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"Potential Effect of Acute and Chronic Caffeine Administration on Platelet Reactivity in Patient With Coronary Artery Disease on Dual Antiplatelet Therapy"

Information source: University of Roma La Sapienza
ClinicalTrials.gov processed this data on August 23, 2015
Link to the current ClinicalTrials.gov record.

Condition(s) targeted: CORONARY ARTERY DISEASE

Intervention: caffeine (Other); not caffeine (Other)

Phase: N/A

Status: Recruiting

Sponsored by: University of Roma La Sapienza

Official(s) and/or principal investigator(s):
Marina MD Polacco, Principal Investigator, Affiliation: Sapienza University of Rome

Overall contact:
Marina Polacco MD, Phone: 3204093510, Email: polamari@libero.it

Summary

Prasugrel is a potent thienopyridine antiplatelet agent that selectively and irreversibly inhibits ADP-induced platelet aggregation mediated by the P2Y12 receptor. Prasugrel is a prodrug that must first undergo biotransformation to its active metabolite via cytochrome P450-mediated hepatic metabolism (CYP1A2). Clopidogrel is currently administered to several million patients especially after coronary stenting. Clopidogrel has been shown to reduce cardiovascular complications in patients with acute coronary syndromes and patients who have undergone coronary stenting. The mechanism of action of clopidogrel's active metabolite involves inhibition of the purinergic adenosine diphosphate (ADP) receptor P2Y12 on the platelet membrane. Blockade of this receptor prevents uncoupling of the associated Gi2 protein which ultimately leads to increased platelet cyclic AMP (cAMP) formation. 3 Cyclic AMP is a key signaling molecule in inhibiting platelet aggregation, but its intracellular levels are affected by several other commonly used compounds. For instance, methylxanthines, such as caffeine, theophylline, and theobromine (an ingredient of chocolate), all cause elevation of intracellular cAMP levels by inhibiting adenosine receptors (types A1 and A2) on the platelet membrane. The effect of caffeine consumption on platelet reactivity depends on the caffeine dose and duration of administration. Chronic caffeine consumption (≥7 days) appears to be associated with inhibition of platelet aggregation, probably through upregulation of adenosine receptors. The aim of this study was to examine the effect of acute caffeine consumption, at a dose equivalent to commercial coffee drinks, on the antiplatelet effect of clopidogrel and prasugrel, in patients with coronary artery disease (CAD). Platelet function will be evaluated using a validated method: the VerifyNow System (Accumetrics Inc., San Diego, CA), which is a point-of-care turbidimetry-based optical detection system that measures platelet-induced aggregation.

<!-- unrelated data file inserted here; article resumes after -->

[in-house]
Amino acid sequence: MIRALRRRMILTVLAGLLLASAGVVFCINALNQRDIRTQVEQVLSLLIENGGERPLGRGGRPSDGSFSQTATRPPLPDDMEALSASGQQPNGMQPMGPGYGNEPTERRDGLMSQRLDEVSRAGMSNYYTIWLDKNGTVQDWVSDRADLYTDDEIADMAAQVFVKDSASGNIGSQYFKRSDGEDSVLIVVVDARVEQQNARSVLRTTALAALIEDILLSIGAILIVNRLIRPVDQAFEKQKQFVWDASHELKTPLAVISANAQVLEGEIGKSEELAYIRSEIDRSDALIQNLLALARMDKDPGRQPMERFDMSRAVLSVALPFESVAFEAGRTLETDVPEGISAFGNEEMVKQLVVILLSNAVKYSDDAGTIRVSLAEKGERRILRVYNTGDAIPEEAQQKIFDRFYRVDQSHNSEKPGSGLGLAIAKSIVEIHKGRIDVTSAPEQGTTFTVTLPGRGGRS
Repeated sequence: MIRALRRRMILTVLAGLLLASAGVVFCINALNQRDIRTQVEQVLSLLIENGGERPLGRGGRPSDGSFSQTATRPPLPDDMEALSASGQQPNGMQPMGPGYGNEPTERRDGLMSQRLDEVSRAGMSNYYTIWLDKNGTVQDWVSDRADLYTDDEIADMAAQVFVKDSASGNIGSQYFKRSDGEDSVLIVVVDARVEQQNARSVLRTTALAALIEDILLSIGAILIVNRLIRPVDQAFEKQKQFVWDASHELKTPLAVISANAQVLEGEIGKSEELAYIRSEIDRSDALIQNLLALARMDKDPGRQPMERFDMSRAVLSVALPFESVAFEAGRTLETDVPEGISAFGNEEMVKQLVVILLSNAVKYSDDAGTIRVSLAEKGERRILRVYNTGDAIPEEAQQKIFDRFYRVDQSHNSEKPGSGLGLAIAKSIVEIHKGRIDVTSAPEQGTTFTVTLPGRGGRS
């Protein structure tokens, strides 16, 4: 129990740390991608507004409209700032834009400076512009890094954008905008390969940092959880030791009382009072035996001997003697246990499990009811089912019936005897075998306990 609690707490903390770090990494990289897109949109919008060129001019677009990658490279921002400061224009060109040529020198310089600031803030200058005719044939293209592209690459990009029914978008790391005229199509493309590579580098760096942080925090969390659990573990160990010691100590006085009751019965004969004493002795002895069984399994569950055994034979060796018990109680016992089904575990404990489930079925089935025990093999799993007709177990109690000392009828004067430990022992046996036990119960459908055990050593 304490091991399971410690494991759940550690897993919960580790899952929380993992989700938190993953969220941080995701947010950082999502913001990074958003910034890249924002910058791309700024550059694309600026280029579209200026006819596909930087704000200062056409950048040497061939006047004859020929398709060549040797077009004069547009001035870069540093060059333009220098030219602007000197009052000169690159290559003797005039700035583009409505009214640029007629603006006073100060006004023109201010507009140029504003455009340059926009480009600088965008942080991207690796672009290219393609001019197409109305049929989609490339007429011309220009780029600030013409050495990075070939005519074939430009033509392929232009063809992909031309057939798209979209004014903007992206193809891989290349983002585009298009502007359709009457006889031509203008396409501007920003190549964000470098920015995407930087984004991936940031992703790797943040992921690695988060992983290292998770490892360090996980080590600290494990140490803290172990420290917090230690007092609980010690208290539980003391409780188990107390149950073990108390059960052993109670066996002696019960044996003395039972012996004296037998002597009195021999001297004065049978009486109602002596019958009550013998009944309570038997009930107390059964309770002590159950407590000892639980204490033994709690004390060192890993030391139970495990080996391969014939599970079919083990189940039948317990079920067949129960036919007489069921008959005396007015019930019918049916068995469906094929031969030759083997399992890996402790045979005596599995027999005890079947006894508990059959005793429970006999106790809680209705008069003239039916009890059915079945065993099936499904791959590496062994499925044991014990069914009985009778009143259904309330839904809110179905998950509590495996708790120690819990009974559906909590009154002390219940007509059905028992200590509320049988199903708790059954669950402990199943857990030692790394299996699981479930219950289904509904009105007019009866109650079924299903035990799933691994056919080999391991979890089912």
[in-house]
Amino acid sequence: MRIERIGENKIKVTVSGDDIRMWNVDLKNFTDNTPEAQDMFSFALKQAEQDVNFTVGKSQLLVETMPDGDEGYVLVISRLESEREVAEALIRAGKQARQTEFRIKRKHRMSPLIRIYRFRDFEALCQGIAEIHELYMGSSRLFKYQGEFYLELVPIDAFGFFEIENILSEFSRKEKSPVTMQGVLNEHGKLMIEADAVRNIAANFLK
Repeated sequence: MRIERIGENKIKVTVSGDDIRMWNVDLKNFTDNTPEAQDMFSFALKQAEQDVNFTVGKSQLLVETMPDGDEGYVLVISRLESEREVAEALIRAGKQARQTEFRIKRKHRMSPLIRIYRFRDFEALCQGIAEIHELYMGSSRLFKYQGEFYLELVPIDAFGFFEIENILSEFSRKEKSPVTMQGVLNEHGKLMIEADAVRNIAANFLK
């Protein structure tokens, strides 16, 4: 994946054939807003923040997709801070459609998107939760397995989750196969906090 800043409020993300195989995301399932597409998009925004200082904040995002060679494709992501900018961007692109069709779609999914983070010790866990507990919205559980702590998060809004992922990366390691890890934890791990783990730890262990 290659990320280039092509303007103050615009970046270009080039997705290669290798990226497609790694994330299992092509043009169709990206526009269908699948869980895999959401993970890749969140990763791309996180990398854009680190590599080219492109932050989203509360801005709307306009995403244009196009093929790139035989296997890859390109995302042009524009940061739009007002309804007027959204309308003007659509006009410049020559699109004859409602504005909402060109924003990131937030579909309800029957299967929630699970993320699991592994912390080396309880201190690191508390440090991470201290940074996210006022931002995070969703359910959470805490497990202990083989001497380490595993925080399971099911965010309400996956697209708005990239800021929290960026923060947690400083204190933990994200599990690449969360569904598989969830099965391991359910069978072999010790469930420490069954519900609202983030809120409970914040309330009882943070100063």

Clinical Details

Official title: "Potential Effect of Acute and Chronic Caffeine Administration on Platelet Reactivity in Patient With Coronary Artery Disease on Dual Antiplatelet Therapy"

Study design: Allocation: Randomized, Endpoint Classification: Efficacy Study, Intervention Model: Crossover Assignment, Masking: Double Blind (Subject, Caregiver, Investigator, Outcomes Assessor)